Skousen: Evidence of Government Collusion in Drug Running

World Affairs Brief, February 21, 2003 Copyright Joel Skousen. Partial quotations with attribution permitted. Cite source as Joel Skousen’s World Affairs Brief.

SYSTEMATIC CORRUPTION LINKS US AND MEXICAN GOVERNMENTS
One of the most obvious contradictions in the Bush administration’s claims to ensure Homeland Security is the government’s consistent refusal to shut down illegal immigration and drug running between Mexico and the US. DEA, INS and Homeland Security officials give hundreds of technical excuses for why they don’t have the resources or the political will to do what is necessary, but these are, I’m convinced, simply cover stories and lies.

There are tens of federal whistleblowers who tell a completely different story: that federal employees in these agencies are given direct and indirect orders by their superiors not to surveil selective areas or prosecute certain individuals. These whistleblowers also attest that when employees complain about these restrictions to higher officials in Washington, the cover-ups and stonewalling intensify. In other words, the problem is not that of a few rogue agents corrupted by bribes, as the Bush administration would have us believe. The problem is at the top, where systematic collusion is managed and covered up.

In this briefing, I will attempt to give my readers an overview of how the system works, why there is official collusion at high levels and what the ultimate purposes are. As to the specific evidence, there are numerous books and websites detailing examples of corruption and collusion by officials in the US and Mexico. Since I do not have the space to detail all of this evidence I will give you some samples plus specific references for further study. I encourage you to read enough of these accounts to understand the magnitude of the problem, keeping in mind that these stories represent only the tip of the iceberg.

Evidence of Government Collusion in Drug Running
Both the CIA/DEA and the Mexican government have been deeply involved with drug running for years. The Mexican system operates seamlessly (but compartmentalized) from the President down to border guards. Major participants in the system include the largest political party (PRI), federal and local police forces (where bribery is rampant), and the Mexican military. US Border Patrol agents have been fired upon on various occasions (on the US side of the border) by Mexican military personnel driving US-supplied Hummer all terrain vehicles, whose job it is to clear the path for drug runners crossing remote parts of the US border. Appeals by the DEA to Washington to intervene with Mexico to stop these illegal military intrusions are met with excuses and delay tactics.

On the US side, elite units within the CIA and DEA run their own joint drug pipelines to finance black budget (dark side government) operations – all the while pretending to be in support of the war on drugs. The four most common infiltration routes are: 1) South America, Cuba, to Florida; 2) South East Asia, Panama (via Chinese vessels), to Mexico; 3) South America, Central America (CIA aircraft pipeline), to Mexico. From Mexico, major CIA routes into the US are: McAllen/Brownsville to Corpus Christi, Texas; Laredo to San Antonio, Texas; El Paso, Texas to Las Cruces, NM; Nogales to Tucson, Az; Calexico to El Centro, Ca; and Tijuana to Chula Vista, Ca. Naturally, small time independent cartels use human carriers all along the uninhabited desert portions of the US/Mexican border.

Almost all the “success stories” of drug busts you read about in the media are DEA and Customs forces interdicting the drug pipelines of independent competitors to secret government drug operations. Publicizing these success stories allows the US to maintain credibility and cover for their own black operations. Whenever CIA drug operations are exposed, the DEA falls back on the cover story that the drugs involved were part of a sting operation.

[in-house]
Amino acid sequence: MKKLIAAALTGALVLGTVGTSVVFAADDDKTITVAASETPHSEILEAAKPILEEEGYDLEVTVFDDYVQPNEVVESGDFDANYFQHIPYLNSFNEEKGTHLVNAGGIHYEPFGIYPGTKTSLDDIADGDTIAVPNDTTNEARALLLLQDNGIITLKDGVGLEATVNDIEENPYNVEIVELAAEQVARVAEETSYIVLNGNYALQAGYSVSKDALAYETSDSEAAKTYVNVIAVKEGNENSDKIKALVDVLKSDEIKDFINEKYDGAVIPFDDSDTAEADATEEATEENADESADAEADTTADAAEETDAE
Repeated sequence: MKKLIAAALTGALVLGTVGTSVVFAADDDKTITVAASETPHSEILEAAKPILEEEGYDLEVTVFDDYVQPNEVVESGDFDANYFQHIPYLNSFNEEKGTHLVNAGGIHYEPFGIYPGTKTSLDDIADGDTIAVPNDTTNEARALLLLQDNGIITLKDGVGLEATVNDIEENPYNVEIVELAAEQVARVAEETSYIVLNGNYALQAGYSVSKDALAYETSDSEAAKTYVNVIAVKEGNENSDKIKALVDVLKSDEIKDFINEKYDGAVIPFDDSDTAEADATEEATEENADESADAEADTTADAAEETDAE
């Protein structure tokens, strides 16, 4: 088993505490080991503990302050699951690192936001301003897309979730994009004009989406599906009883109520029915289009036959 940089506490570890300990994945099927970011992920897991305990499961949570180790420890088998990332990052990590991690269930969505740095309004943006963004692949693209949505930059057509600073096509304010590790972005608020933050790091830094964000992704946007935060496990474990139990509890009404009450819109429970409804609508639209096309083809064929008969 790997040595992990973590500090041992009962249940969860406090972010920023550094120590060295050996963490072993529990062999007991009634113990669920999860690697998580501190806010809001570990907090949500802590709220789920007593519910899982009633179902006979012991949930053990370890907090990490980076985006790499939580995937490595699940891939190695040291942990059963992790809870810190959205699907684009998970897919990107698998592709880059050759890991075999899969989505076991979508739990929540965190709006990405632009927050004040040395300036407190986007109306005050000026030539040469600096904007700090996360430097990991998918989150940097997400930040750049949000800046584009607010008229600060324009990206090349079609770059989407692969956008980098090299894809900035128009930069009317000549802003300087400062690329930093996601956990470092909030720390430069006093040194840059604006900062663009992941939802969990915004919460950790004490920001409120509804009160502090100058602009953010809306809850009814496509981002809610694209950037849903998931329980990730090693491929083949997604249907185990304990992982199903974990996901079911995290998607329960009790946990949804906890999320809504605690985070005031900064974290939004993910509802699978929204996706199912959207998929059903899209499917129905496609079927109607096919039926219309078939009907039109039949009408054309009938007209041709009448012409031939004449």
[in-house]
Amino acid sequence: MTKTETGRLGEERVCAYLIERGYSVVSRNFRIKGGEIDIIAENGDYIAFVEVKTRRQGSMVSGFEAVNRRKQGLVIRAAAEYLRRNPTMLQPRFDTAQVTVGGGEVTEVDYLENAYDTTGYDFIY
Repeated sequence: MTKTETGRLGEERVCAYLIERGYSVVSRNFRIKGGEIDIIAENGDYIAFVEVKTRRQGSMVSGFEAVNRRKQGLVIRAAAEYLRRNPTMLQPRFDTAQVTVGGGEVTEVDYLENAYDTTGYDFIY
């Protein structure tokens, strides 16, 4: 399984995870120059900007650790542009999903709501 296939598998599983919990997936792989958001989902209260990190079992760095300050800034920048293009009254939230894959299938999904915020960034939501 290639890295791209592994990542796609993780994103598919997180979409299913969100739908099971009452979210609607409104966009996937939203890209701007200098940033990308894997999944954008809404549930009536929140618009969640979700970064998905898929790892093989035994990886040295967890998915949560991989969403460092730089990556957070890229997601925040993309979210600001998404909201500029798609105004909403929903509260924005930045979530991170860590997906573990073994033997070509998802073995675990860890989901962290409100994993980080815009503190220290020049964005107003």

One of the most common ways in which large quantities of drugs are imported across the border by the CIA are via sealed long haul tractor-trailer rigs. Corrupt Mexican customs officials in charge of truck inspection depots on the Mexican side of the border certify and seal the cargos of these trucks prior to their crossing the border, ensuring that they will not be inspected on the US side. Ostensibly, this is to facilitate border crossings for “drug free” trucks, but the certifying system is in fact an integral part of the illegal drug trade. On a regular basis, handlers of drug sniffing dogs at the border crossings notice that their dogs go wild as the “certified” trucks drive past. When these same guards have requested that the DEA perform spot checks on sealed trucks for compliance, DEA officials have consistently refused. Washington backs them up, citing language in the NAFTA agreement. The law was designed to ensure this kind of “free pass.”

Let’s look at a few specific cases of individuals who have been directly involved in government drug running. In 1995, DEA whistleblower John Carman [www.corruptcustoms.com] was interviewed by NBC’s Dateline about his charges that Customs officials had deliberately undermined enforcement efforts in San Diego where he was stationed. Carman corroborated the claims of another Customs whistle-blower, Mike Horner, who had alleged (in the June 1994 Reader’s Digest) that Customs officials routinely delete computer files on known drug smugglers. Horner was later pressured by government officials to retract his testimony. He now says he fabricated his evidence. I doubt that. He was made an “offer he couldn’t refuse.” Carman himself has compiled extensive evidence on his own that the TECS II drug tracking computer system had been deliberately compromised. For instance, Carman was once ordered not to enter the name of Jorge Hank-Rhon in the agency’s watch list computer files. Hank is a notorious member of one of Mexico’s well-connected crime families. He was also friends with DEA officials. Carman claims as well that key Mexican officials with links to drug families had been given the secret passwords to access the TECS II program. “According to an internal affairs source, former Assistant Customs Commissioner Mike Lane was in charge of communications during that time and may have been responsible for this set up in Mexico through U.S. Customs District Director Alan J. Rappoport who has special contacts in Tijuana, Mexico.” Rappoport was later forced to resign when allegations of his corruption were made public. Carman told NewsMax.com (www.newsmax.com) on Jan 20, 2000 that “the situation has gotten so bad he now suspects that some Customs officials are actually acting as double agents. ‘District directors themselves who are tied in with these drug cartels are asking us whom we know and what we know,’ said Carman.”

As the drug corruption charges mounted in the mid 90’s, President Clinton brought in New York City Police Commissioner (always an insider, corrupted position) Raymond Kelly to cover up these scandals, naming him as Under Secretary for Enforcement of the Treasury Department. Carman immediately noticed that Kelly was “firing people left and right…Anybody who complains about illegal activity – especially if you’re not a manager or a GS-12 supervisor or higher – Kelly’s getting rid of them.” In his interview Carman said the Customs chief had fired a few people who should have been prosecuted. “That means they beat the rap before they were exposed. Customs will do anything it can to avoid indicting these people.”